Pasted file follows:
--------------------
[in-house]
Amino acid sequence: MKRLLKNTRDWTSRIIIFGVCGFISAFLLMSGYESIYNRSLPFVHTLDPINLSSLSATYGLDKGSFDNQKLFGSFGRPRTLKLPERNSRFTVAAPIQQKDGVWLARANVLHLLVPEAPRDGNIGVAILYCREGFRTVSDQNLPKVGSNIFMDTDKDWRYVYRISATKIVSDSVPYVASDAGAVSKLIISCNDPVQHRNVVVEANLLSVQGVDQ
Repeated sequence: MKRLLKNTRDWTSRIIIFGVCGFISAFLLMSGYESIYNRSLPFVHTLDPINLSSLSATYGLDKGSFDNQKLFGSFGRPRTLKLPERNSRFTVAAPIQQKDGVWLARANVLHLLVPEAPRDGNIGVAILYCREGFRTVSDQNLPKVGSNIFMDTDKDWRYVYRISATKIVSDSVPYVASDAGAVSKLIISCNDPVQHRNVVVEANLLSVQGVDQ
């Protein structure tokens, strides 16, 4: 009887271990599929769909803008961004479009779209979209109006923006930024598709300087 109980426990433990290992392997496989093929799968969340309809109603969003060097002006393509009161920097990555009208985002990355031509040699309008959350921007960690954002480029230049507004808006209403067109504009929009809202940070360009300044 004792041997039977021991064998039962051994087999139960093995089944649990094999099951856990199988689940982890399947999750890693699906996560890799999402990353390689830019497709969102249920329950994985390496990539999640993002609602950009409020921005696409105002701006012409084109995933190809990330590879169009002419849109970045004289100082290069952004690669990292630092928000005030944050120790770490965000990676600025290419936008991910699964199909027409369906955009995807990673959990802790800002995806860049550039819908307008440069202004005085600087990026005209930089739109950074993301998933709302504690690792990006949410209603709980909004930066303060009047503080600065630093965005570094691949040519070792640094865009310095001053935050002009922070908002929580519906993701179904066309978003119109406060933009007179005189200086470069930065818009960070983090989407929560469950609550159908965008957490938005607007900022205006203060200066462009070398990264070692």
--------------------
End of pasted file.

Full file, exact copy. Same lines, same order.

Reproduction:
[in-house]
Amino acid sequence: MKRLLKNTRDWTSRIIIFGVCGFISAFLLMSGYESIYNRSLPFVHTLDPINLSSLSATYGLDKGSFDNQKLFGSFGRPRTLKLPERNSRFTVAAPIQQKDGVWLARANVLHLLVPEAPRDGNIGVAILYCREGFRTVSDQNLPKVGSNIFMDTDKDWRYVYRISATKIVSDSVPYVASDAGAVSKLIISCNDPVQHRNVVVEANLLSVQGVDQ
Repeated sequence: MKRLLKNTRDWTSRIIIFGVCGFISAFLLMSGYESIYNRSLPFVHTLDPINLSSLSATYGLDKGSFDNQKLFGSFGRPRTLKLPERNSRFTVAAPIQQKDGVWLARANVLHLLVPEAPRDGNIGVAILYCREGFRTVSDQNLPKVGSNIFMDTDKDWRYVYRISATKIVSDSVPYVASDAGAVSKLIISCNDPVQHRNVVVEANLLSVQGVDQ
């Protein structure tokens, strides 16, 4: 009887271990599929769909803008961004479009779209979209109006923006930024598709300087 109980426990433990290992392997496989093929799968969340309809109603969003060097002006393509009161920097990555009208985002990355031509040699309008959350921007960690954002480029230049507004808006209403067109504009929009809202940070360009300044 004792041997039977021991064998039962051994087999139960093995089944649990094999099951856990199988689940982890399947999750890693699906996560890799999402990353390689830019497709969102249920329950994985390496990539999640993002609602950009409020921005696409105002701006012409084109995933190809990330590879169009002419849109970045004289100082290069952004690669990292630092928000005030944050120790770490965000990676600025290419936008991910699964199909027409369906955009995807990673959990802790800002995806860049550039819908307008440069202004005085600087990026005209930089739109950074993301998933709302504690690792990006949410209603709980909004930066303060009047503080600065630093965005570094691949040519070792640094865009310095001053935050002009922070908002929580519906993701179904066309978003119109406060933009007179005189200086470069930065818009960070983090989407929560469950609550159908965008957490938005607007900022205006203060200066462009070398990264070692």